An important goal of the Immigration and Nationality Act (INA) is to protect U.S. workers from being displaced on the job market by foreign workers. Certain employment-based permanent residence applications therefore require the employer to obtain a Labor Certification from the Department of Labor.
In order to obtain a Labor Certification, the employer must prove that there are not sufficient U.S. workers who are able, willing, qualified and available to perform the work. Accordingly, the employer is required to conduct mandatory recruitment steps in a good faith effort to recruit U.S. workers, prior to filing the application for a Labor Certification. The employer must also certify that the job opportunity has been and is clearly open to any U.S. workers, and that any workers who applied for the position were rejected for lawful job-related reasons.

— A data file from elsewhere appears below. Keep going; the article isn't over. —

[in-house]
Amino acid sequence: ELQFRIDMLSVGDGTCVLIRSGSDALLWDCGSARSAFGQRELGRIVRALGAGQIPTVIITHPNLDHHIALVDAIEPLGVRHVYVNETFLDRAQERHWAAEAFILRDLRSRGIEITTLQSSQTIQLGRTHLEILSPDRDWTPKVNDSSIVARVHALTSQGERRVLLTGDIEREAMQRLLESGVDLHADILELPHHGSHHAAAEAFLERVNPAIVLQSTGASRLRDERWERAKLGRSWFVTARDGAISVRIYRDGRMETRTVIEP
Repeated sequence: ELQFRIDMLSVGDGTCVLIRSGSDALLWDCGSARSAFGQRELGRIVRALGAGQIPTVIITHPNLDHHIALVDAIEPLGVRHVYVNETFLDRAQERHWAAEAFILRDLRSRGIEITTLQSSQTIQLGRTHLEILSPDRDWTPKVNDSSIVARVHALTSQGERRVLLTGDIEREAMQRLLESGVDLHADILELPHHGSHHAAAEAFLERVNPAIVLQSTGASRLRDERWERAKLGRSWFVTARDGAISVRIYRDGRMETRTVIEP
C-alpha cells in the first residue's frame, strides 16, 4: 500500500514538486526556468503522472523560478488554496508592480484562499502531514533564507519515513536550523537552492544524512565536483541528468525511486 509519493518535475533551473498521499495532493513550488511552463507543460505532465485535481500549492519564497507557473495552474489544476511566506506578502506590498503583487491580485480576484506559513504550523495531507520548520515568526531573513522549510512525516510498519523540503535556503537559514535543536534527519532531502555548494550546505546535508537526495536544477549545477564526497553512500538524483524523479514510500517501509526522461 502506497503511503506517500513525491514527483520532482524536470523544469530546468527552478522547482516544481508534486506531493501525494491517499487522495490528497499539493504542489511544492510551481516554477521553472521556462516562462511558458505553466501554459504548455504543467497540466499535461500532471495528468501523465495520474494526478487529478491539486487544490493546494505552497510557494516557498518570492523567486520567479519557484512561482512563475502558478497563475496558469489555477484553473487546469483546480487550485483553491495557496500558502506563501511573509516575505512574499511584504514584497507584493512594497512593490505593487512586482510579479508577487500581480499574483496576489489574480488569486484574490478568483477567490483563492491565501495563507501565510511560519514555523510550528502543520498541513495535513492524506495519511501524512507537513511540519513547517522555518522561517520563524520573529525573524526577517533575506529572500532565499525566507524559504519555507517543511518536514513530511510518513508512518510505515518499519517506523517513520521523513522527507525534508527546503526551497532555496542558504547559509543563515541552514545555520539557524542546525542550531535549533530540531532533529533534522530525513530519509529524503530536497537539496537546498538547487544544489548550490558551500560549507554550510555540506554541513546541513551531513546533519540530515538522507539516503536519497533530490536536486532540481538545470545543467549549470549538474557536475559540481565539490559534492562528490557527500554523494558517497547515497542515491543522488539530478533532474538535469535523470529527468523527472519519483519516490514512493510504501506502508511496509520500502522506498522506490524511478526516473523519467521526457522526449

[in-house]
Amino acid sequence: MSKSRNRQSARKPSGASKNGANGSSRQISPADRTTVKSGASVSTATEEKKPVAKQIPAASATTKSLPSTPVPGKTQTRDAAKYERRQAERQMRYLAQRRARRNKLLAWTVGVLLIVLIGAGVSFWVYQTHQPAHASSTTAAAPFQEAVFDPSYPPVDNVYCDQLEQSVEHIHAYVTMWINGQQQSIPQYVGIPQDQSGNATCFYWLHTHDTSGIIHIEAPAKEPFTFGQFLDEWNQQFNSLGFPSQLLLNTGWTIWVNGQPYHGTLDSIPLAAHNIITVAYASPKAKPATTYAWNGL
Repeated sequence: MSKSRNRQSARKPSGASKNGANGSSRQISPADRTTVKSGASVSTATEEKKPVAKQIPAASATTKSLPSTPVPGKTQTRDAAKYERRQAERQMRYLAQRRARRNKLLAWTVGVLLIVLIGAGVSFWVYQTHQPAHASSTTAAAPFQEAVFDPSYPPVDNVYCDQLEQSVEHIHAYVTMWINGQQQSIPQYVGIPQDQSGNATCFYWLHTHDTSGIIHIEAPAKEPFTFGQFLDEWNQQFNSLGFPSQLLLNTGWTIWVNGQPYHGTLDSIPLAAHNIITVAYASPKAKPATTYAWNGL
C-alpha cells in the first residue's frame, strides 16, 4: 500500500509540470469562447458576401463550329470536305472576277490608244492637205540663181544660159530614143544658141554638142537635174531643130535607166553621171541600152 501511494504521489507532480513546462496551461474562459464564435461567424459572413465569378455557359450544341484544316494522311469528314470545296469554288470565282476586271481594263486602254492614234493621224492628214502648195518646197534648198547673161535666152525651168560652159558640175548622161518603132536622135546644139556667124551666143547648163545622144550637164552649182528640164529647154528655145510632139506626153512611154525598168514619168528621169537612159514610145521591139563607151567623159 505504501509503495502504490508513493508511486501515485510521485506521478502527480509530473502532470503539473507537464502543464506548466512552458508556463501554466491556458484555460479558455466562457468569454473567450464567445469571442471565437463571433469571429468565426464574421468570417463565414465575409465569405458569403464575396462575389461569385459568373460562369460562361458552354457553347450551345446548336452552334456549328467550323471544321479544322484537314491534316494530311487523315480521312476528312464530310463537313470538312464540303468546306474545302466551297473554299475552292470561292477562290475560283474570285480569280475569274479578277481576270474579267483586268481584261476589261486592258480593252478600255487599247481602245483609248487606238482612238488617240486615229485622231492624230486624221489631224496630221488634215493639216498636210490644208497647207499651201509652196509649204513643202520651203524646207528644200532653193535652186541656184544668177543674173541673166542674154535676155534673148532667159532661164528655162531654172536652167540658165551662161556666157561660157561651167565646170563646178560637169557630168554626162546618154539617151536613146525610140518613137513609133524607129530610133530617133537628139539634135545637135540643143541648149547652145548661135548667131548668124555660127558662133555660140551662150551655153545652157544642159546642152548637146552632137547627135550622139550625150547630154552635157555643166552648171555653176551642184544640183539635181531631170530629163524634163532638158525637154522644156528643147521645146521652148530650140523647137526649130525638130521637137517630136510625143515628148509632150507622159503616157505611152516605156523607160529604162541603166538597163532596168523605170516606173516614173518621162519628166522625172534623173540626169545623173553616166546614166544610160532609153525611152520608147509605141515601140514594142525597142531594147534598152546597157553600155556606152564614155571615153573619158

In Matter of W. Alex Choi, CPA, 2011-PER-02916 (September 26, 2013), the Board of Alien Labor Certification Appeals (BALCA) upheld the denial of a Labor Certification application based on a lack of good faith to contact U.S. applicants for the job opportunity. The employer in Matter of Choi had claimed that many of the applicants failed to appear for an interview. Id. However, BALCA noted that the tracking information for interview invitations, sent via certified mail, revealed that the letters did not reach the applicants until after the interview was supposed to have occurred. Id. Further, the employer failed to make additional attempts to contact the applicants via the email addresses or phone numbers provided in their résumés and cover letters. Id.
The above decision is a result of broad regulations that are very strictly interpreted by the Department of Labor, coupled with a lack of knowledge of the process by the employer. It is therefore very important to counsel with an experienced immigration attorney before taking any of the steps required to obtain a Labor Certification.